Printing in Solidarity

Art
'M.D. (Rice, Dahl, Chilli)' by Stanislava Pinchuk and Zaiba Khan
Photograph: Gavin Green 'M.D. (Rice, Dahl, Chilli)' by Stanislava Pinchuk and Zaiba Khan

Time Out says

Brighten your home with this beautiful art, with all proceeds going to the Aboriginal Legal Service and Children's Ground

Impressed by the local response to the global Black Lives Matter movement and by the ongoing work of dedicated Stop Aboriginal Deaths in Custody activists, Australian artist Hugh Van Schaick wanted to do more to help in a concrete way.

Van Schaick reached out to fellow artists who shared his desire to be better allies, and also to First Nations creatives – including Amrita Hepi, Stanislava Pinchuk, Zaiba Khan, Anu Kumar, Glendyn Ivin, Saskia Wilson, Bryce Anderson and many more – and the idea for Printing In Solidarity was born. The curated site is an online fundraiser presenting beautiful digital prints delivered on fine art paper.

Ideal for brightening up your home, the prints available span the mediums of photography, painting, drawing, collage and more. The artworks are affordably priced at $100-$150, and all proceeds from the sale will be donated to First Nations charities the Aboriginal Legal Service and Children’s Ground.

You can opt for the glowing amber of Melbourne artist Evie Cahir’s painting ‘Max’s Room’, or Sydney-based Claudia Brand’s dreamy sketch ‘Cloud Study II’. There’s a touch of Peter Weir’s classic film Picnic at Hanging Rock to Saskia Wilson’s summery photographic study ‘The Lake’. Stanislava Pinchuk and Zaiba Khan’s ‘M.D. (Rice, Dahl, Chilli)’ offers beautiful close-up look on hennaed hands, with the work commissioned by the Immigration Museum of Australia for Immigration Granulation last year.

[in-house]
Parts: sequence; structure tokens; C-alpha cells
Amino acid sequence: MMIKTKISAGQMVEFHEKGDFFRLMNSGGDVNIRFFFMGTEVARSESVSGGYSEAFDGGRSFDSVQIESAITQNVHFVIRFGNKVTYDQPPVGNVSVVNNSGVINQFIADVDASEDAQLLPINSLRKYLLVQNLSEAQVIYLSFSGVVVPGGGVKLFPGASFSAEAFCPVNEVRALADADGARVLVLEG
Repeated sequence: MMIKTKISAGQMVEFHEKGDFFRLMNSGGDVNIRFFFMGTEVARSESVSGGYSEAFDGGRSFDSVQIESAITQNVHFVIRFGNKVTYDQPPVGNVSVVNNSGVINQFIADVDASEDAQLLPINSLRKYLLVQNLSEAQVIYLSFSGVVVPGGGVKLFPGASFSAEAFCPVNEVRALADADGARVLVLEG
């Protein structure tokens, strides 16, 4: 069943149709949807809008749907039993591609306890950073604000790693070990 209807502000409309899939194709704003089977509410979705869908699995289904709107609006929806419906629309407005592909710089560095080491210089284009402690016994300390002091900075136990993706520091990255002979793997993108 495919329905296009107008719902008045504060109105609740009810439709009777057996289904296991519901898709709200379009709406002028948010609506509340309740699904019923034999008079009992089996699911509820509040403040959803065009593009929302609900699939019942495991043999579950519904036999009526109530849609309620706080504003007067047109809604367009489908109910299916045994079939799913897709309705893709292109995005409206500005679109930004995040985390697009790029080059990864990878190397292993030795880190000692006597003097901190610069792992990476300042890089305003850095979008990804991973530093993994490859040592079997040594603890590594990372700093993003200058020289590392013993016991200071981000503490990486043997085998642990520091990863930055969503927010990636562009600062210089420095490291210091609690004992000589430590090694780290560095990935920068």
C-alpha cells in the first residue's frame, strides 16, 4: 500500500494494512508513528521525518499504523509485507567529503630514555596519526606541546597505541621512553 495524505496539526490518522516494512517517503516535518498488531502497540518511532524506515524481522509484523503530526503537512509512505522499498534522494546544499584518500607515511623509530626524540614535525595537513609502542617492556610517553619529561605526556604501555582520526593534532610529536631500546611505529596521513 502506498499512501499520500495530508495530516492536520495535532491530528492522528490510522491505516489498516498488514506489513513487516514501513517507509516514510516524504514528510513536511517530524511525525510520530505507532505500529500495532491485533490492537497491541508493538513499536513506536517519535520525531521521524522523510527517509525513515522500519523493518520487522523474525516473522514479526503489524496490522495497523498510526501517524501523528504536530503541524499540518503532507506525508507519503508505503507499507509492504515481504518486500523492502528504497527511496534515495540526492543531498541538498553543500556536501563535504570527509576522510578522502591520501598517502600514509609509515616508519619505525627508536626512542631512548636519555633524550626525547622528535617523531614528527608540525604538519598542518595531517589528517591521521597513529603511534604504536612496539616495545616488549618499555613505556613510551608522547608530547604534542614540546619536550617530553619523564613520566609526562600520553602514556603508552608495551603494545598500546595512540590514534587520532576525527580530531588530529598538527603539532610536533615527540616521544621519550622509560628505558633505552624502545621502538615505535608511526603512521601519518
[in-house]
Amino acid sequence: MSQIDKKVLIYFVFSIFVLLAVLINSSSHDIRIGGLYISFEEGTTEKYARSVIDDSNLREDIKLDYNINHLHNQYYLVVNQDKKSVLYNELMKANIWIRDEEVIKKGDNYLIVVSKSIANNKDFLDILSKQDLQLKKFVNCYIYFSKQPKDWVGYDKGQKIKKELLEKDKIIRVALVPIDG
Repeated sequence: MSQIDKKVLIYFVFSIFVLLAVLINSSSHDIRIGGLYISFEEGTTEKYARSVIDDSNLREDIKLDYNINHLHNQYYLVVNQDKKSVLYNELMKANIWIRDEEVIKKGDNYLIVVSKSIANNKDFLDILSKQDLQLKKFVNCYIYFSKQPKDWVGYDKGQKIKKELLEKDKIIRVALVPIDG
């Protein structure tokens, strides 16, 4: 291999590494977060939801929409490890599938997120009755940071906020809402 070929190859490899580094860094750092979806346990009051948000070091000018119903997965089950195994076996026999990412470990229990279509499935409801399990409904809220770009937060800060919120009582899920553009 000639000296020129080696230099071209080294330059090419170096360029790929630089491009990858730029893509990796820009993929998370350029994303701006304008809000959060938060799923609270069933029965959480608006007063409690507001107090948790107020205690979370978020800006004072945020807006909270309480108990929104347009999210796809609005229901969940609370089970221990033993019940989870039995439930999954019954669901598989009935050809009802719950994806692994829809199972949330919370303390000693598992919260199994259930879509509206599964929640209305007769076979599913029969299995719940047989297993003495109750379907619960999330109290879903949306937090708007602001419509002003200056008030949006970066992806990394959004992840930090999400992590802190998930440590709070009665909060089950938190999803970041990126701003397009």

Van Schaick, working and living on Gadigal Land in Sydney, contributes earthy portrait ‘Old Man’, with the subject slumped in a chair, cigarette in hand, evoking the spirit of Van Gogh.

“For too long the Aboriginal and Torres Strait Islander community have suffered injustice and violence inflicted by our government and police, and we who are not directly affected have not paid attention,” Van Schaick says. “We hope to raise funds to support the work these organisations are doing to support young Indigenous Australians. It’s time to speak up, using our voice and platform to encourage accountability, change the discourse and fight for the equality and sovereignty of our First Nations peoples.”

You can check out the collection on their website or Instagram page, with the auction running until September 1.

Inspired? Check out the First Nations artists at this year's Biennale of Sydney

 

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